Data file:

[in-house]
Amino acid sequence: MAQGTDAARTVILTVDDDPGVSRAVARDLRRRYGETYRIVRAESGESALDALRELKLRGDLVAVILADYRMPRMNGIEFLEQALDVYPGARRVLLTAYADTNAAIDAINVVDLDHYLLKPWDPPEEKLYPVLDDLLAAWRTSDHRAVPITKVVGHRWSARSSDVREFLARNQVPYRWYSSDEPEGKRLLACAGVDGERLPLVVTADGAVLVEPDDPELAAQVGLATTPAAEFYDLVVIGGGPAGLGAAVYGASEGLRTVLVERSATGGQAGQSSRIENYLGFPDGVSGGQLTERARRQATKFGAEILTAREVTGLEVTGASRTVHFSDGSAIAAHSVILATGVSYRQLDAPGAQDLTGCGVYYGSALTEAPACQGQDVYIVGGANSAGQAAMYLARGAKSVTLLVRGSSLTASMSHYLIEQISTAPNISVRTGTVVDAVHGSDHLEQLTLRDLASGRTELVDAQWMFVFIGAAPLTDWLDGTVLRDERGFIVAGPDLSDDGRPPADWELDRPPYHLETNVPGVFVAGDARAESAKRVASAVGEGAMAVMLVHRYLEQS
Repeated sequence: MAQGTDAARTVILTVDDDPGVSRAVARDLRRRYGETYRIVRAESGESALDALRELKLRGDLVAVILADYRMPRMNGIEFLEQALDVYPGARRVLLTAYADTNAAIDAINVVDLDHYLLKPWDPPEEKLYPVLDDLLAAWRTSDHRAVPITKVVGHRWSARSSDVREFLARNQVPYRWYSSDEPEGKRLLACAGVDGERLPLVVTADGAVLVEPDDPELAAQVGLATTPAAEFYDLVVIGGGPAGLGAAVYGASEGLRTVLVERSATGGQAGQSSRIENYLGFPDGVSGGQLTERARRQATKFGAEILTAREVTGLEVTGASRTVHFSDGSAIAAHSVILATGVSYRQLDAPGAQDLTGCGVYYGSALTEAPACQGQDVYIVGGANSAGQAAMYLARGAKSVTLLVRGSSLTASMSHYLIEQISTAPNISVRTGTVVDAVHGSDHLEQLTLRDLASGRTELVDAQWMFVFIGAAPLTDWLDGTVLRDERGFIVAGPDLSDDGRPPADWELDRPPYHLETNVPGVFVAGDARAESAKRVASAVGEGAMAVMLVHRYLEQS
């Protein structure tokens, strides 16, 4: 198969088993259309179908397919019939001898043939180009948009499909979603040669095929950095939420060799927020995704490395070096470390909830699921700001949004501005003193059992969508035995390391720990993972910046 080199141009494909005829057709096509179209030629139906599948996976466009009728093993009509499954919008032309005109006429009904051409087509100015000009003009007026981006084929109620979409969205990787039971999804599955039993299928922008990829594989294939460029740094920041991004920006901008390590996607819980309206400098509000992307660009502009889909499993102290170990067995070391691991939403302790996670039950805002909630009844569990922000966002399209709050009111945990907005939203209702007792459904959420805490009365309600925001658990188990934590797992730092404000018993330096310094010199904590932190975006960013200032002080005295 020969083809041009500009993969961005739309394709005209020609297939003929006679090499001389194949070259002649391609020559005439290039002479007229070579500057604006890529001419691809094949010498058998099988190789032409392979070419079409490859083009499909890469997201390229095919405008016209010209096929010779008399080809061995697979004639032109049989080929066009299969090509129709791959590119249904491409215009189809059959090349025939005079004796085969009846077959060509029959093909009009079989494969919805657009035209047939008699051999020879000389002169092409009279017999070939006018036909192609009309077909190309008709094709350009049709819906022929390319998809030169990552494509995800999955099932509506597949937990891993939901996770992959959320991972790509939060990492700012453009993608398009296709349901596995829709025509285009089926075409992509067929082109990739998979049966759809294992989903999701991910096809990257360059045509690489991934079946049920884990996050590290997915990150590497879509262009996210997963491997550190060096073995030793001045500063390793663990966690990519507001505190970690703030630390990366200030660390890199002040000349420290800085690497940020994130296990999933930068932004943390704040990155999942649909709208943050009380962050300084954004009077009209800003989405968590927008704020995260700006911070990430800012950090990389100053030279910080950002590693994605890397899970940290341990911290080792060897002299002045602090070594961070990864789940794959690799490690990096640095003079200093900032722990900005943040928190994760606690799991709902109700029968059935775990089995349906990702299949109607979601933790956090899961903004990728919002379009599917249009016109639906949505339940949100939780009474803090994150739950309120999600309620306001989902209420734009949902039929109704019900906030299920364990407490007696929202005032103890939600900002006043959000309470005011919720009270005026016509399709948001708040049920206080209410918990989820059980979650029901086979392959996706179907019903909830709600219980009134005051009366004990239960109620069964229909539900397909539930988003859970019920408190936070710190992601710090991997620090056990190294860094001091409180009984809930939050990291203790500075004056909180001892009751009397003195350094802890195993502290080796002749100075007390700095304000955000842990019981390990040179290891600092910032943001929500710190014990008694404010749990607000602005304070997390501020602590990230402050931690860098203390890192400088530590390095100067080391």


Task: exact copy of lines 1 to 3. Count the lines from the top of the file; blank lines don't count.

[in-house]
Amino acid sequence: MAQGTDAARTVILTVDDDPGVSRAVARDLRRRYGETYRIVRAESGESALDALRELKLRGDLVAVILADYRMPRMNGIEFLEQALDVYPGARRVLLTAYADTNAAIDAINVVDLDHYLLKPWDPPEEKLYPVLDDLLAAWRTSDHRAVPITKVVGHRWSARSSDVREFLARNQVPYRWYSSDEPEGKRLLACAGVDGERLPLVVTADGAVLVEPDDPELAAQVGLATTPAAEFYDLVVIGGGPAGLGAAVYGASEGLRTVLVERSATGGQAGQSSRIENYLGFPDGVSGGQLTERARRQATKFGAEILTAREVTGLEVTGASRTVHFSDGSAIAAHSVILATGVSYRQLDAPGAQDLTGCGVYYGSALTEAPACQGQDVYIVGGANSAGQAAMYLARGAKSVTLLVRGSSLTASMSHYLIEQISTAPNISVRTGTVVDAVHGSDHLEQLTLRDLASGRTELVDAQWMFVFIGAAPLTDWLDGTVLRDERGFIVAGPDLSDDGRPPADWELDRPPYHLETNVPGVFVAGDARAESAKRVASAVGEGAMAVMLVHRYLEQS
Repeated sequence: MAQGTDAARTVILTVDDDPGVSRAVARDLRRRYGETYRIVRAESGESALDALRELKLRGDLVAVILADYRMPRMNGIEFLEQALDVYPGARRVLLTAYADTNAAIDAINVVDLDHYLLKPWDPPEEKLYPVLDDLLAAWRTSDHRAVPITKVVGHRWSARSSDVREFLARNQVPYRWYSSDEPEGKRLLACAGVDGERLPLVVTADGAVLVEPDDPELAAQVGLATTPAAEFYDLVVIGGGPAGLGAAVYGASEGLRTVLVERSATGGQAGQSSRIENYLGFPDGVSGGQLTERARRQATKFGAEILTAREVTGLEVTGASRTVHFSDGSAIAAHSVILATGVSYRQLDAPGAQDLTGCGVYYGSALTEAPACQGQDVYIVGGANSAGQAAMYLARGAKSVTLLVRGSSLTASMSHYLIEQISTAPNISVRTGTVVDAVHGSDHLEQLTLRDLASGRTELVDAQWMFVFIGAAPLTDWLDGTVLRDERGFIVAGPDLSDDGRPPADWELDRPPYHLETNVPGVFVAGDARAESAKRVASAVGEGAMAVMLVHRYLEQS